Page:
Tales from the Dung-Heap!

 My chums are a sarcastic bunch and so after an early morning gym workout, over breakfast, one asked how I picked a subject to Blog about and I just told him that I just wrote what I was in my mind at that particular time.  A bit like a butterfly flitting between flowers.  Another of the ironic group immediately came back with “More like a blowfly going from dung-heap to cow pat”

As the laughter subsided I realised he was rather nearer the truth than I liked.  Hence I have decided to move away from the dung-heaps for a while. A relief from my political bias for a while, unless someone upsets me.

As an old guy I often cover up my forgetfulness by saying that my memory is almost full.  However I do have a lot of memories stored in my filing cabinet of a brain.  One such is filed under ‘Sailor’s Dit’ from some 58 years ago.

To set the scene, two very green Royal Navy ‘Snotties’ (Midshipmen) learning to be officers and gentlemen were setting off to go sightseeing on a run ashore in Gibraltar.  In those days all Naval Servicemen had wear their Number One Uniforms ashore.  In fact civilian clothes were not allowed on board.

Gibraltar is a fairly small place and our huge Aircraft Carrier with a complement of 1500 officers and crew, overwhelmed it.  My shipmate Warwick and I walked through Dockyard gates and went into a small stone built urinal close to the gates and were standing at the long very smelly trough.  Before we could perform, in staggered a very drunk, three badge killick, that is a leading seaman with at least 12 years service.  On seeing us he stamped to attention and saluted, neither of us was in a position to return his salute so I muttered, ‘Carry on’.  He staggered forward and joined us at the trough.

As he began to urinate, he was swaying about and muttering in a broad Glaswegian accent.  He suddenly indicated a piece of electrical conduit piping that was sticking out of the wall just above his head.  It was probably where a lamp had been attached.  In his rough Gorbals intonation he challenged us to a pissing contest and began to urinate up the wall flicking it towards the pipe – BANG – the conduit was live.  The Scotsman was hurled backwards across the room to end up unconscious against the far wall.

I saw that Warwick had peed down his trouser leg and all over his shiny shoes.  I left him with the sailor who we found was still breathing, and ran to the Dockyard gate where there was a Police post.  When we got back I found that Hooky had come round and in spite of his charred bellbottoms appeared to be feeling no pain.  An ambulance took the injured man to hospital.  Warwick and I were taken back to our ship by a Royal Naval Patrol, where we had to explain to the Officer of the Day as to why we were associating with a member of the Lower Deck, especially a drunken one.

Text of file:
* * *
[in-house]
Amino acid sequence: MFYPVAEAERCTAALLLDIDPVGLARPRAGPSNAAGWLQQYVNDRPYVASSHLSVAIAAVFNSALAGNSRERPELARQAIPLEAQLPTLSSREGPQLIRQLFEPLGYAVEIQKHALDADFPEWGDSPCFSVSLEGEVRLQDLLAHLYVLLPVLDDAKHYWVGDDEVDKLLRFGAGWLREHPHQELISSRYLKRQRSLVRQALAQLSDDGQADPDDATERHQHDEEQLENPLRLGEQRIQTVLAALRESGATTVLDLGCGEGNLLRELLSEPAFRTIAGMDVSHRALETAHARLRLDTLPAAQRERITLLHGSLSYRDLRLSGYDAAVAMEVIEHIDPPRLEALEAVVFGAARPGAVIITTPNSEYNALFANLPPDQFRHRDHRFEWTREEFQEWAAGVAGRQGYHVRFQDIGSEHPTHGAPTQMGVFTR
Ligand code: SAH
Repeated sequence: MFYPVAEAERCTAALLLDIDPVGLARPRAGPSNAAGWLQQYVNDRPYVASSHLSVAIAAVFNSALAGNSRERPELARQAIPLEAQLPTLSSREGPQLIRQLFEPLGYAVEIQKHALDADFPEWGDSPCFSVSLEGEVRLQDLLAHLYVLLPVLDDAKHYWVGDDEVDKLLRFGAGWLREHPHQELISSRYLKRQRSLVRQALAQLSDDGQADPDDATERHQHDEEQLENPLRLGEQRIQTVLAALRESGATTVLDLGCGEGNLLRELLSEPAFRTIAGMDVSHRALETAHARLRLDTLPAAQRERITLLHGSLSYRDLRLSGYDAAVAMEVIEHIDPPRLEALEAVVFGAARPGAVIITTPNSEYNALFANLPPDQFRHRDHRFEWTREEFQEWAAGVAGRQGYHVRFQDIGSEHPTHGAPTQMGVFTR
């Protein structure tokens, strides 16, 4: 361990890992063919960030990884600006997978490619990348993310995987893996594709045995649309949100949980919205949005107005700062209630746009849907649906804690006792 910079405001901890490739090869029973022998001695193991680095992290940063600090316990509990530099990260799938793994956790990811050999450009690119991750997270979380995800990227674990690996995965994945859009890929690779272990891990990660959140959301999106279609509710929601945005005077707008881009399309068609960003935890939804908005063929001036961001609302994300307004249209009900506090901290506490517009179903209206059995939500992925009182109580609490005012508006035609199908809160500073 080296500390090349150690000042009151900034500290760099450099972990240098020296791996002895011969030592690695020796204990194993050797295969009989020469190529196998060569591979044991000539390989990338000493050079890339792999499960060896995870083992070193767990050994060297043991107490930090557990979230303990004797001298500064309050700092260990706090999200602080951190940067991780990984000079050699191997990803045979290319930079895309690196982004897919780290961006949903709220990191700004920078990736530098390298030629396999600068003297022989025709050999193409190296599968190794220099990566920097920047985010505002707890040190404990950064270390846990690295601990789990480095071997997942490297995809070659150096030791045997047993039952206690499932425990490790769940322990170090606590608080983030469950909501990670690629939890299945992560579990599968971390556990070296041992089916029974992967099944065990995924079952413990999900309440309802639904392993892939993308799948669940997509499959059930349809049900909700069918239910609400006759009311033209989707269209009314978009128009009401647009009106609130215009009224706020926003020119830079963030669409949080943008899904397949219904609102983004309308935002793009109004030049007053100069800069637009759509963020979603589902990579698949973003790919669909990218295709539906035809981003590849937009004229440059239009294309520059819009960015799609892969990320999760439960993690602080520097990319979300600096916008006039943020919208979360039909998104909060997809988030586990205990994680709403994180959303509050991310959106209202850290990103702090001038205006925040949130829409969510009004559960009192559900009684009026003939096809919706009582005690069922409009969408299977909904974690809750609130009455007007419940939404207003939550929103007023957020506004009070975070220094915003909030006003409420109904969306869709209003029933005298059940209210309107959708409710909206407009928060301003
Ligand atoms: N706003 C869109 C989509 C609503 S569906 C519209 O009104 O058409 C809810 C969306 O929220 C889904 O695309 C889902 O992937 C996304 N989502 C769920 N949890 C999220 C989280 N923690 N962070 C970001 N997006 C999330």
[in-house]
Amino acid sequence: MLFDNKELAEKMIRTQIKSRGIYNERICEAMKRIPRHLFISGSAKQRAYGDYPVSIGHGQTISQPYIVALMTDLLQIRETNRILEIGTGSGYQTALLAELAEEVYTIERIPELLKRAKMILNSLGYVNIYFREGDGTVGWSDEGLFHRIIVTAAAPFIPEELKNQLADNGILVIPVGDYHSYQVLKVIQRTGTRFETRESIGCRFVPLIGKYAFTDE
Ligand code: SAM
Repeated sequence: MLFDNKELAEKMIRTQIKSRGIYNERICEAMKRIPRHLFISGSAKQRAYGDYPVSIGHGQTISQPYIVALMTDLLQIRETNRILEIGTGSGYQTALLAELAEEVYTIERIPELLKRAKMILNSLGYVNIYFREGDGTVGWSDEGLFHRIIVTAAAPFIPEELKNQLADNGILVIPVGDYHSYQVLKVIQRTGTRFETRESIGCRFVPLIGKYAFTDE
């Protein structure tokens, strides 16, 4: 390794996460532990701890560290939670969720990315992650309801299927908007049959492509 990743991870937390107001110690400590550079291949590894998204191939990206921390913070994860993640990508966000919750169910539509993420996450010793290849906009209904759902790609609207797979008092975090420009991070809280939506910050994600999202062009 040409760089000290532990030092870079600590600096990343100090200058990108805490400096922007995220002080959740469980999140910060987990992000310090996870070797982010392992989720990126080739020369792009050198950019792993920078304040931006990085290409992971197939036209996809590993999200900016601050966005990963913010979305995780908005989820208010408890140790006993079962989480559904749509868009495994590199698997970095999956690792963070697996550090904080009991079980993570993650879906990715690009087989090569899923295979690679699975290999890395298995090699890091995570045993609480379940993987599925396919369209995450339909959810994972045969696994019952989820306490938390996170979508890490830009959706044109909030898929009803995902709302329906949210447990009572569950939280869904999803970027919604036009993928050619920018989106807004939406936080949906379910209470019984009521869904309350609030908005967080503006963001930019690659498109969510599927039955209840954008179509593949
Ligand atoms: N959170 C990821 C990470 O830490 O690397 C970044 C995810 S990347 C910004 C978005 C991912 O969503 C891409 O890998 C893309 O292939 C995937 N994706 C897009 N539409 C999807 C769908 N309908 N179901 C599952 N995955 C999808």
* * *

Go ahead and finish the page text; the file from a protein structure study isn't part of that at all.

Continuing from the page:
The following day my friend and I successfully had a run ashore and went up the top of the Rock to see the Barbary Apes.  Unimpressed by the smelly things we returned back down into the town.  We decided that a cool glass of shandy would be acceptable and went into the first pub that we found.  It was teeming with our ship’s crew, Warwick suddenly said “I think we should leave” indicating a certain very inebriated Scottish Leading Hand who was carefully manoeuvring a very full pint of beer and negotiating through the crowd.

Warwick and I had quickly downed our drinks and were nearly at the door when we saw our man bump hard into a Royal Marine, covering him with his beer, and to make matters worse said in a loud voice “Iaam sorry soldier”.  Now no-one calls a Royal Marine ‘soldier’ and expects to retain his teeth, I saw the look on the Marine’s face and saw him taking off his belt and wrapping it around his fist while three of his fellow marines were surrounding the unlucky sailor.

We left in a hurry as we saw the front window of the pub explode into the street.  We were nearly back at the Dockyard gates when we heard the bells of the R.N. patrol wagon and we strolled through the gates and smartly saluted the Naval Guard who presented arms as we marched away.

There’s a Little Green Urinal Just North of Waterloo and another a little further up, there’s a member of the army . . . . . . Attention on the upper deck, face aft and salute.

About Jake

Long retired travel writer, author and freelance journalist. Educated at Wolverton Grammar and Greenwich Naval College. Happily married since 1958, with a married son and daughter, a married granddaughter and an adult grandson. Hobbies rock-climbing, dinghy racing and ocean racing. Still regularly working out in the gym.

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